In 1946, Israel had no control over any of the land that once made up the kingdom of Judah that had been destroyed. In 1948 and through to now, the State of Israel has been reinstalled and now controls nearly all of the land it once held

Thus, in both cases, the above argument is fallacious: 1) all the Jews were not destroyed according to the very scripture quoted—all but a few; and 2) that Jerusalem would be destroyed—which it was and did not again exist for nearly 2,000 years. In both cases, the text itself is explicit and exact. In the first, it says a few will be spared (in Jerusalem) which is what took place; in the second, the city and the people will no longer exist in their present place and in their present condition—that is, as a separate and distinct people, which is exactly what happened.
    History has borne out both examples—only a few Jews were spared from the wars that brought them into subjectivity; first destroying forever the northern kingdom of Ephraim and leading the ten tribes into oblivion where only God knows of their existence; and in leading of Judah into captivity and removing them as a people from the area of Jerusalem.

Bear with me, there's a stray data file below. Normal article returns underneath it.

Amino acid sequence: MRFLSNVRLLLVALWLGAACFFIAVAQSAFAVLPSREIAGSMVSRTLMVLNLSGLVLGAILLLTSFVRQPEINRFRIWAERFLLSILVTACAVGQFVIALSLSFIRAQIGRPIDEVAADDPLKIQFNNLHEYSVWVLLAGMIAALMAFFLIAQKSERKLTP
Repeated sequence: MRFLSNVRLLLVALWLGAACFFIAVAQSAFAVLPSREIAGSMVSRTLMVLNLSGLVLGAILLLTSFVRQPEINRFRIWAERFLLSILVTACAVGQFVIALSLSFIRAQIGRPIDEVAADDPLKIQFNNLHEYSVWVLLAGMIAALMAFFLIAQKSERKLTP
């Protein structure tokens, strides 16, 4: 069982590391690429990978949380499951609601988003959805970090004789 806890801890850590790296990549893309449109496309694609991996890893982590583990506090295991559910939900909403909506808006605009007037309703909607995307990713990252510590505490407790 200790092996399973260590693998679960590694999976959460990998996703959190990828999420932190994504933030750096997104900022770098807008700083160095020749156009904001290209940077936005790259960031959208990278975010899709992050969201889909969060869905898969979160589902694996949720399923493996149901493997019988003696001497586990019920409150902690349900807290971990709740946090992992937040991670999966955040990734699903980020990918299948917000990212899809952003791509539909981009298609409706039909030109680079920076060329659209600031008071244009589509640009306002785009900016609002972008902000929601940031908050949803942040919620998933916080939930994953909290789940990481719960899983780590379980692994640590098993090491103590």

In the second, the city of Jerusalem, as the home of the Jews and the temple of Solomon, and of the covenant people, was destroyed—not to arise in this same sense for nearly 2,000 years. Also, the Jerusalem representing the “idea” of the Jews, that is, their homeland and place of worship, heritage, and promise, ceased to exist after the Messiah rose, with the Jews scattered throughout the world and ceasing to exist as a people within their homeland. These are hardly examples of not being destroyed in the literal sense—that is, annihilated, cease to exist—in fact, are excellent examples of the word “destroy” being used as it was with the Jaredite nation.
(See the next post,” The Disservice of Manufacturing of Other People – Part II, for more on the meaning of “destroyed” and the annihilation of the Jaredite kingdom)

1 comment:

  1. In order for their lousy models to work they have to make things up. What they should do is if the model doesn't fit look for a new model that does fit. South America fits in every detail, but you have to believe God can raise up a continent in a 3 hour earthquake. That is unthinkable to many.